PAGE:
How ironic was it that, as I sat down to write this article, the second I typed the words Arab Culture the time in the right-hand corner of my computer screen jumped to 9:11pm? It is as if this date, September 11th, is intertwined with the word Arab and with this region so deeply that it is even deliberately programmed into my laptop. While I personally have no intention of looking at the Arab region through biased eyes, my laptop seemed to have turned itself into a racist figure.
The next second I realized that it hasn’t “turned” itself into a racist. No one intentionally becomes a racist—after all, who doesn’t want to understand others and be understood at the same time? It is freedom of speech that makes stereotypes—opinions expressed with no malicious intent. Knowing that King’s Academy will soon be flooded with outside opinions and preconceived ideas of the Arab world during the Round Square conference, I present here a list of five stereotypes of the Arab world and possible responses to each:
All Arab Women Wear The Hijab
Personally, this is the comment that I received most from my non-Middle Eastern friends, many of whom even suspected that I had been forced to wear “that thing.” A selfie easily cleared the suspicion, but the stereotype itself wasn’t broken. The negative connotation of this stereotype, as I sensed, is not centered around the generalization but rather on the word Hijab. The word here seems to be understood as a symbol of oppression. Instead of trying to prove that not all Arab girls wear the Hijab, it’s more effective to first eliminate such a distorted interpretation of Muslim culture—that the Hijab is a chain to woman’s mind, rather than form of female empowerment. An explanation of the Hijab can be an interesting icebreaker in explaining Islam to visitors who know little about the religion.
All Arabs are rich. Oil deposits cover the land of the Middle East and make everyone millionaires.
One friend from China never bothered to learn anything more about Jordan as soon as she heard the word ‘Arab.’ Every morning I wake up and receive a message from her saying, “How’s Dubai going? See you around selling oil!” Or from another friend who asks, “When are you buying me diamonds?” as I try to explain that there’s barely any oil in Jordan.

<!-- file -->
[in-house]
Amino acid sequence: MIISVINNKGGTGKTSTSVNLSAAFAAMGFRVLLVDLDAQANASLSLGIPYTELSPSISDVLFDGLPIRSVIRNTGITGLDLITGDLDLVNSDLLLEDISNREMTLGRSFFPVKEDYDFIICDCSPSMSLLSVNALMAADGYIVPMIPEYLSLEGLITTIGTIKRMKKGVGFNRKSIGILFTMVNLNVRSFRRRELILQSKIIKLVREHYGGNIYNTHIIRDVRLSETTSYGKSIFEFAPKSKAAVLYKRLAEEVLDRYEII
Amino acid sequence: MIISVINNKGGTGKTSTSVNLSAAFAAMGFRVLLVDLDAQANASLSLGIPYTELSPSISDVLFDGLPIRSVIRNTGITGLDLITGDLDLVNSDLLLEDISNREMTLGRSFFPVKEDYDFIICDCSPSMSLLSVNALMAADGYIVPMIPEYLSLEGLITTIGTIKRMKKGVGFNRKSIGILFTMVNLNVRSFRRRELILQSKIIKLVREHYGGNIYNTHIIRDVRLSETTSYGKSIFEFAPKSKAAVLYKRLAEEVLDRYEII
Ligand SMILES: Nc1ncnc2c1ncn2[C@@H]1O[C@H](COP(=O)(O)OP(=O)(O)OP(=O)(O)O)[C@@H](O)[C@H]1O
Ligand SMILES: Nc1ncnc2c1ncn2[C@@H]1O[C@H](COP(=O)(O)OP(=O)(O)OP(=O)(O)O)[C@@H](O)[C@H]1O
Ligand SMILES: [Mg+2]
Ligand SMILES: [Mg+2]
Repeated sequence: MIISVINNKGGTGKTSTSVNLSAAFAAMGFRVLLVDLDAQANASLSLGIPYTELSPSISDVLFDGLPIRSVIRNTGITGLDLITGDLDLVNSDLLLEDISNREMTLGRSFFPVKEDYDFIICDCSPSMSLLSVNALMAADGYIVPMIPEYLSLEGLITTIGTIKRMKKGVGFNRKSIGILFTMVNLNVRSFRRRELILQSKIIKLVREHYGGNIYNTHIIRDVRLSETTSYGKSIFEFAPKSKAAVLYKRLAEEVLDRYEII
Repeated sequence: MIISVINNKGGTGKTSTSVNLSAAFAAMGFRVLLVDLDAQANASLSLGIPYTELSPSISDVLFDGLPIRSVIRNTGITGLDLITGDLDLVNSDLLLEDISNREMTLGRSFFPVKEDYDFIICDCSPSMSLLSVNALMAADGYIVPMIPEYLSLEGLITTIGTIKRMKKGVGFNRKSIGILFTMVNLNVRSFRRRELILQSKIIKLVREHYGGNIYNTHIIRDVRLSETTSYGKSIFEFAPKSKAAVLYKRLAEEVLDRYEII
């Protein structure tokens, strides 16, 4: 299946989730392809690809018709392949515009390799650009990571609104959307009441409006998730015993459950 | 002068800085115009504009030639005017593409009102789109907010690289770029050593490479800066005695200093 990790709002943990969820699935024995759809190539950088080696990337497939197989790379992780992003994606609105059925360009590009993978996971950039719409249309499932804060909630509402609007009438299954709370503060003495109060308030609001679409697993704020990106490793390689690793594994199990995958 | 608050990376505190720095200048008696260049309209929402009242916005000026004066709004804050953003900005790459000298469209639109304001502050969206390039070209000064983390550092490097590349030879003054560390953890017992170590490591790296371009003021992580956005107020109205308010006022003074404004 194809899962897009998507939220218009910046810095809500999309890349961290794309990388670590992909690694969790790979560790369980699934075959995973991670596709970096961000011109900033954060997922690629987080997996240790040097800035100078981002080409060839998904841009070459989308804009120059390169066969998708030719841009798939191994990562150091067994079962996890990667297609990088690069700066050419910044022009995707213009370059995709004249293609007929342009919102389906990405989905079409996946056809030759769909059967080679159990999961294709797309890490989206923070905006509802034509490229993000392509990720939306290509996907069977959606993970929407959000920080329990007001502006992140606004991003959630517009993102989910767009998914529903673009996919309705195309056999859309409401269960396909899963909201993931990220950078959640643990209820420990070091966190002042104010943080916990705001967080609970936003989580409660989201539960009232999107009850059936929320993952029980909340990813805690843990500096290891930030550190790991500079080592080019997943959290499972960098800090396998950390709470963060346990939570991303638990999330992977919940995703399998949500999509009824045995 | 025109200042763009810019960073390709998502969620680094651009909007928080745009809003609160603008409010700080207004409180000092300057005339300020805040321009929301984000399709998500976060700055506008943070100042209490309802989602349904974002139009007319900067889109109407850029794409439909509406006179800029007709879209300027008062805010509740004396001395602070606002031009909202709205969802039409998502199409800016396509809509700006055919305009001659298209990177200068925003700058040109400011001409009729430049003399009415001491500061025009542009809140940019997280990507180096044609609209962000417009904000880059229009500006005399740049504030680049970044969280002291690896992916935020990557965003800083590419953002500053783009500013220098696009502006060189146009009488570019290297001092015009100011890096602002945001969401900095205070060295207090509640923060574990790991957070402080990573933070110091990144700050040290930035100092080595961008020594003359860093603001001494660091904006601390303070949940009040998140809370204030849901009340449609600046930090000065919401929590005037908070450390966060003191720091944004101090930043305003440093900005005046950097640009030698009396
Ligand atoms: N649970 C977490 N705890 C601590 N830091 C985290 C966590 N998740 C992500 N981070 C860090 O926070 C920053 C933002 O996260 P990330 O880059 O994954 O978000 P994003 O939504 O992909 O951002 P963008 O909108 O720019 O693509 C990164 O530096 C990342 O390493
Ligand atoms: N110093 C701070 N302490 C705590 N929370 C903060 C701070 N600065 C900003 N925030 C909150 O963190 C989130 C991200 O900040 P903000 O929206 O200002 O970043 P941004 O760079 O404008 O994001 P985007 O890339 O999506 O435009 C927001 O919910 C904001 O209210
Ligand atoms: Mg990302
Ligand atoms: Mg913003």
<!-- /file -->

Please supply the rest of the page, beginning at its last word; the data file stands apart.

One response that stopped these mindless gabbles was, “How can you assume that every Arab drives a Mercedes–Benz yet also rides a camel and carries bombs?” The portrayals of all Arabs being either oil sheikhs or street bombers contradict each other, which is an irony within the stereotyping itself that is worth noting.
“All Arabs Are Terrorists”—thus said King’s Academy students in the last Florida Round Square conference, to the shock of the other participants. In this upcoming conference, it should be the goal of all participants to further dispel this stereotype. We must teach the world that the mother tongue of the Middle East pronounces the word salaam far more often than it does the word bomb.
All Muslims Are Arabs
One straightforward fact that breaks this stereotype: the country with the largest Muslim population is—not Saudi Arabia, not Syria, not Iraq—but Indonesia, which, believe it or not, is not an Arab nation.
The Middle East = The Arab World
This is the most common because many people can’t tell the difference. A friend of mine once sent me a critical reading passage on Arab culture, in which the first question asked the reader summarize its content. One of the possible answers was:
“A) The passage discusses the general development of Middle Eastern culture.”
And my friend said, “Everyone who reads this question instantaneously chooses A to be the correct answer. Everyone.”
But it’s wrong. The separation between a geographic concept (the Middle East) and an ethnic concept (Arab identity) is so blurred that, when hearing the phrase “Middle Eastern conflict,” people’s minds automatically think of “Arab conflict,” disregarding ethnic groups besides Arab living on the same land. Jews live in this region, but they’re not Arab? The more disconcerting part is that this stereotype has become so subconscious that it is rooted inside people’s state of mind as a fact more than an opinion. To eradicate it, one must make the effort to actually sit down and look at the entire structure and history of the region.